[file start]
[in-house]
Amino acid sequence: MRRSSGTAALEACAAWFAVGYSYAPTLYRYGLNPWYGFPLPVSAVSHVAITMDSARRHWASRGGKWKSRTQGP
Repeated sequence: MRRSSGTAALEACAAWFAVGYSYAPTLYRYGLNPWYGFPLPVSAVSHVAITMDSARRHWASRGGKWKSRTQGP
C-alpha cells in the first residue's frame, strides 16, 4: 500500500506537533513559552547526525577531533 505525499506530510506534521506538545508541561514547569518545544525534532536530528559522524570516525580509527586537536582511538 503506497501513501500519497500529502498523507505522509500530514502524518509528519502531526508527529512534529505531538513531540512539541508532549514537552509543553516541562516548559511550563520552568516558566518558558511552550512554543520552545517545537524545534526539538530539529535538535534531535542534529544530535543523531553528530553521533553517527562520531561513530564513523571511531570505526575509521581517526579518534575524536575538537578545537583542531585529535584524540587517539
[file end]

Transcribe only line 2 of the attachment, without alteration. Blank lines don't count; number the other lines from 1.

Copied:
Amino acid sequence: MRRSSGTAALEACAAWFAVGYSYAPTLYRYGLNPWYGFPLPVSAVSHVAITMDSARRHWASRGGKWKSRTQGP